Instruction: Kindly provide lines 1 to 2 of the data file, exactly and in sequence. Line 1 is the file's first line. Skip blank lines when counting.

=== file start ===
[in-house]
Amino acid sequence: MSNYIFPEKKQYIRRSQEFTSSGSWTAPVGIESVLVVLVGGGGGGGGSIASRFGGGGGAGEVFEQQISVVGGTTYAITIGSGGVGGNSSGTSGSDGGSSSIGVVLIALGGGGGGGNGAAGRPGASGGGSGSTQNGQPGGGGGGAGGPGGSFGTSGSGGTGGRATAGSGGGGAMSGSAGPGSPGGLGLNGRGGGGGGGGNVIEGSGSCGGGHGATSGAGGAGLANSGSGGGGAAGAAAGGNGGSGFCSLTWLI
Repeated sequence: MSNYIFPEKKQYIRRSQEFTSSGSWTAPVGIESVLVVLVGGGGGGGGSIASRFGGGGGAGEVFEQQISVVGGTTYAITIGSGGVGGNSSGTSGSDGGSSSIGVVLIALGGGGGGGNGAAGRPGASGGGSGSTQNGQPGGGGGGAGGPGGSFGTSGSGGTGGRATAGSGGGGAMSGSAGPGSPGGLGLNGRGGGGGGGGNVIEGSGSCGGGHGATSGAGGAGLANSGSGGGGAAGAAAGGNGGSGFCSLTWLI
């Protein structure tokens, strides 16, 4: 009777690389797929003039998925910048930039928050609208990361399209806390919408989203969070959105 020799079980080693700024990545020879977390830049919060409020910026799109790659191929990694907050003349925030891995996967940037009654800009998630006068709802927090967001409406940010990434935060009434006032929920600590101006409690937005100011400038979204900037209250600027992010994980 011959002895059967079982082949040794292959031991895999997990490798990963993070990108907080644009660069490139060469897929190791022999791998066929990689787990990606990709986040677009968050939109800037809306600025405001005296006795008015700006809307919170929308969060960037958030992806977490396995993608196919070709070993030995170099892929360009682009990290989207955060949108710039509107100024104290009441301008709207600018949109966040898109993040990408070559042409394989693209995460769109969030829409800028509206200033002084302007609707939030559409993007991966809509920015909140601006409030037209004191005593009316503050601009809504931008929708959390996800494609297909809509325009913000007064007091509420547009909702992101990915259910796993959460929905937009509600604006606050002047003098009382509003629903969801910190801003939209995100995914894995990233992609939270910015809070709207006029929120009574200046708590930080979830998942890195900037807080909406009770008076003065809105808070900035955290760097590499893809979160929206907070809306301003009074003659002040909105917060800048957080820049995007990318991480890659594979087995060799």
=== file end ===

[in-house]
Amino acid sequence: MSNYIFPEKKQYIRRSQEFTSSGSWTAPVGIESVLVVLVGGGGGGGGSIASRFGGGGGAGEVFEQQISVVGGTTYAITIGSGGVGGNSSGTSGSDGGSSSIGVVLIALGGGGGGGNGAAGRPGASGGGSGSTQNGQPGGGGGGAGGPGGSFGTSGSGGTGGRATAGSGGGGAMSGSAGPGSPGGLGLNGRGGGGGGGGNVIEGSGSCGGGHGATSGAGGAGLANSGSGGGGAAGAAAGGNGGSGFCSLTWLI